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September 14, 2022

US apparel sector calls for transport resolution before holiday season

The US apparel sector's American Apparel & Footwear Association (AAFA) is calling for ongoing rail-labour contract negotiations and shipping delays to be tackled ahead of the critical holiday season.

By Laura Husband

The AAFA has asked US congress to use its authority to bring ongoing rail transport labour contract negotiations to a successful conclusion this month and has also asked the Federal Maritime Commission to issue an emergency order to address congestion in the carriage of goods ahead of apparel’s busy holiday season.

The letter to congress which was dated yesterday (13 September) states: “On behalf of the American Apparel & Footwear Association (AAFA), the national association of the apparel, footwear, and related products industries, I am writing to urge congress to use its authority under Federal law to bring the ongoing rail labour contract negotiations to a successful conclusion as soon as possible.”

AAFA president and CEO Steve Lamar explains most (10 of the 12) unions representing rail workers have reached a new labour contract with railroads based on the recommendations of the Presidential Emergency Board (PEB), which, he believes by all accounts, represents a good, fair, and reasonable deal for all stakeholders.

Tackling transport issues ahead of the US apparel holiday season

He says: “If the remaining parties don’t reach a deal before 16 September, the end of the official cooling off period, we urge congress to use its authority under Federal law to impose the PEB recommendations before any threatened strike.”

Lamar points out that a strike is estimated to cost the US economy US$2bn a day and will negatively impact countless millions of American workers.

The AAFA also explains that almost all apparel, footwear and travel goods (98%) sold in the US are imported and the sector’s 3m US workers depend on a smooth supply chain.

“Rail, particularly intermodal, is an increasingly important piece of the puzzle as we work to bring the right clothes, shoes, and accessories to American families at the right time, and at the right price.”

The AAFA’s letter to the Federal Maritime Commission (dated 13 September) also highlights the apparel sector’s dependence on imported goods, but adds: “However, over the last two years, we have paid three to five times more to experience a severe deterioration of service and an explosion of unjust and exorbitant fees.”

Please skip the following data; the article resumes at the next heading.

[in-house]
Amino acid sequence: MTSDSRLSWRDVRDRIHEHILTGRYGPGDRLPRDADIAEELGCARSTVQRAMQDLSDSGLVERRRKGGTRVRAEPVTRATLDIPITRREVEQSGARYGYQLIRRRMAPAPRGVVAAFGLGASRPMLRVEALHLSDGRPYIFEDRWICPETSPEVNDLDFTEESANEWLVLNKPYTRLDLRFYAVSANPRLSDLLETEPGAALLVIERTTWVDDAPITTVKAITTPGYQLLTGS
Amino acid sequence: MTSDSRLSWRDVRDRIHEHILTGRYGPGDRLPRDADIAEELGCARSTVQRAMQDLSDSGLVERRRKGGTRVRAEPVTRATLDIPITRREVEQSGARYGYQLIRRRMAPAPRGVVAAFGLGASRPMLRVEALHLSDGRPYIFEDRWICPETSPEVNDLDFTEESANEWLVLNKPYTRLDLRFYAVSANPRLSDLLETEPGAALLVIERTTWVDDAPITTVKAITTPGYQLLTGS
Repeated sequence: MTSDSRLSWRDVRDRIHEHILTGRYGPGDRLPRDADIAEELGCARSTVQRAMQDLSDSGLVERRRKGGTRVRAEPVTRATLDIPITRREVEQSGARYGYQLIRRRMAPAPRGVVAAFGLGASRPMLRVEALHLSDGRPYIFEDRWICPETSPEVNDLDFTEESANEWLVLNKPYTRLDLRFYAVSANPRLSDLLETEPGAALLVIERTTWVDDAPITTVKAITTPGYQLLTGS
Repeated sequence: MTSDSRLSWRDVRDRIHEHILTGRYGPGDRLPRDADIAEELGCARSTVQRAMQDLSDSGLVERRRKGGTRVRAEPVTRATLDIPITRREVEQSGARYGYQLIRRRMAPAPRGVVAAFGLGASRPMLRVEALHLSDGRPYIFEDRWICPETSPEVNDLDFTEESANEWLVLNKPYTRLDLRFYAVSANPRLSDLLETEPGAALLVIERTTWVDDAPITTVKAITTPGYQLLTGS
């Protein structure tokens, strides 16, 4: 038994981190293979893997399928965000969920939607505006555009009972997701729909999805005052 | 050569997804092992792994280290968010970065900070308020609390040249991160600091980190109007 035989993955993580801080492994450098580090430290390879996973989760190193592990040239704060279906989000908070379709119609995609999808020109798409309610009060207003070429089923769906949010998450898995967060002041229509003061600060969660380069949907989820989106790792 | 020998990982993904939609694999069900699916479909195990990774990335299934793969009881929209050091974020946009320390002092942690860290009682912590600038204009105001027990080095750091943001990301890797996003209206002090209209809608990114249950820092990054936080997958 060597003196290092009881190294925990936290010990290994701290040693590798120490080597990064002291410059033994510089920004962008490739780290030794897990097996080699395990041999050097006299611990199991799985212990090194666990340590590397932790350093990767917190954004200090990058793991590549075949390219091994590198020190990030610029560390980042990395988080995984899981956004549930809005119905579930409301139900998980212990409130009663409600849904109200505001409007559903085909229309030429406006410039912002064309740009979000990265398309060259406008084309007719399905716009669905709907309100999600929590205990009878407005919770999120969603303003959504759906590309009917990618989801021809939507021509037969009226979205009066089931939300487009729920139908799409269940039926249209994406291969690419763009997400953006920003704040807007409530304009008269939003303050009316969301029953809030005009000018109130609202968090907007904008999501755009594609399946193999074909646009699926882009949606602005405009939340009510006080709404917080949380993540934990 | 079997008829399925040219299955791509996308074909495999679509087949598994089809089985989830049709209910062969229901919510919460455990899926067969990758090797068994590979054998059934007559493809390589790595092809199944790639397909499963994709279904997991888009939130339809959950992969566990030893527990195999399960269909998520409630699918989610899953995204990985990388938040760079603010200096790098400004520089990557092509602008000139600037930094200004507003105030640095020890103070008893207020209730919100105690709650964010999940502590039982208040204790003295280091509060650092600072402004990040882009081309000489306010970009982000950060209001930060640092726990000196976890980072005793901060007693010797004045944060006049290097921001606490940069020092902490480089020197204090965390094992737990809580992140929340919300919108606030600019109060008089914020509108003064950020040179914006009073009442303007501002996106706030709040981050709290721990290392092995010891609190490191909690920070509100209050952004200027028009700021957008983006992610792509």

Lamar is urging the Federal Maritime Commission (FMC) to use its authority to issue an emergency order on information sharing to address congestion in the carriage of goods as despite spot rates falling recently, he says they are still two to three times what they were only two years ago.

He explains: “As we approach the critical holiday shopping season, an emergency order from the FMC requiring information sharing would enable the FMC to establish and implement data standards and data sharing to provide full, real time transparency for what is happening at the ports to all stakeholders and provide all stakeholders the data necessary to compare data in an apples to apples format. That information could help importers, our members, make better, more informed decisions to mitigate the impact of port congestion on their shipments.”

The AAFA says the supply chain crisis of the last two years have been particularly challenging for the apparel and footwear industry, leading to severe delays, empty store shelves, and rising prices at the cash register, all of which have contributed to inflation on basic necessities like clothes and shoes that has exacerbated the growing inflation that has permeated the entire US economy.

Earlier this year the AAFA welcomed US President Joe Biden’s new Executive Order to prevent rail disruption amid the critical back-to-school season and ahead of preparations for the holidays.

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